For former high school sweethearts who first met in their native Munich, vocalist Nini Fabi and her multi-instrumentalist significant other Benny Gebert are doing pretty good, all things considered. They’re still together at 36, and making gorgeous, ethereal alt-pop music in New York as Haerts, a quartet now whittled down to a DIY duo.
And now—with their year-old daughter Anna in tow, they’re preparing to waive winter goodbye forever and move to warm, inviting California in a couple of weeks, where they will continue promoting their latest velvet-textured masterpiece, Dream Nation, which drops today. These ominous numbers—like the ’60s-echoed “Night Calls,” a crypt-hollow “Shivering,” a trippy pop-psychedelic plaint called “For the Sky” (with a cameo from Grizzly Bear’s Ed Droste), and the ’70s-soulful hip-shaker “Days Go By” (which boasts the prophetic lyric, “When I go to California/ The sun will rise again”)—were all penned pre-COVID-19 in an intense month-long session, then recorded in an equally-rapid-fire week in New Orleans.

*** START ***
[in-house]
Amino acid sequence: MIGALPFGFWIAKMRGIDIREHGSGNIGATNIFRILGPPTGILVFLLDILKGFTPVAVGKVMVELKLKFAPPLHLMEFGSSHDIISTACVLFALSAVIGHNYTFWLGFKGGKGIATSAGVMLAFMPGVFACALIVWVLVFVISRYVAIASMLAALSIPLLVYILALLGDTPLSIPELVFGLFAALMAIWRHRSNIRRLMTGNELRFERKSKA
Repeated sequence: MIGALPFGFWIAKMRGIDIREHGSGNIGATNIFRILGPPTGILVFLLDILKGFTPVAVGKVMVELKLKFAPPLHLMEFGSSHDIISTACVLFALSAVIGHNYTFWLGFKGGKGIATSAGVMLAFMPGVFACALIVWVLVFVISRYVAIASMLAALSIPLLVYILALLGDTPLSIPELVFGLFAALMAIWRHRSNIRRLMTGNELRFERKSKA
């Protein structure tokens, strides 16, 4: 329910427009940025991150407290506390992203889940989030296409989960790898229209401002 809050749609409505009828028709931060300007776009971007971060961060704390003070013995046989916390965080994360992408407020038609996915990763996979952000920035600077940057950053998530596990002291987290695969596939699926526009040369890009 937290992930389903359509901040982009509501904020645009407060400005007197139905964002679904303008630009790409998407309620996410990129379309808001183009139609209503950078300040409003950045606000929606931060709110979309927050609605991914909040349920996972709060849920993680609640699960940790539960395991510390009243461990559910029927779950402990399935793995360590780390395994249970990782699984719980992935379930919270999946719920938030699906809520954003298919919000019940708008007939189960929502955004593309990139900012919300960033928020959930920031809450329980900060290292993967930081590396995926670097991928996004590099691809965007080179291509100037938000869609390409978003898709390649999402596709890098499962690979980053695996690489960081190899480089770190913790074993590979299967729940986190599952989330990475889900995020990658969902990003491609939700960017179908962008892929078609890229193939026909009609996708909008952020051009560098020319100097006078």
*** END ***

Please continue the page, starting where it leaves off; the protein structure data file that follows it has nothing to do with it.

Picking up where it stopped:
“But we wrote the record while I was pregnant with Anna, so mortality was definitely on our minds,” says Fabi, whose truly unusual trill flickers like a zoetrope throughout the project, often sounding like it was beamed in on the wireless from some bygone golden era.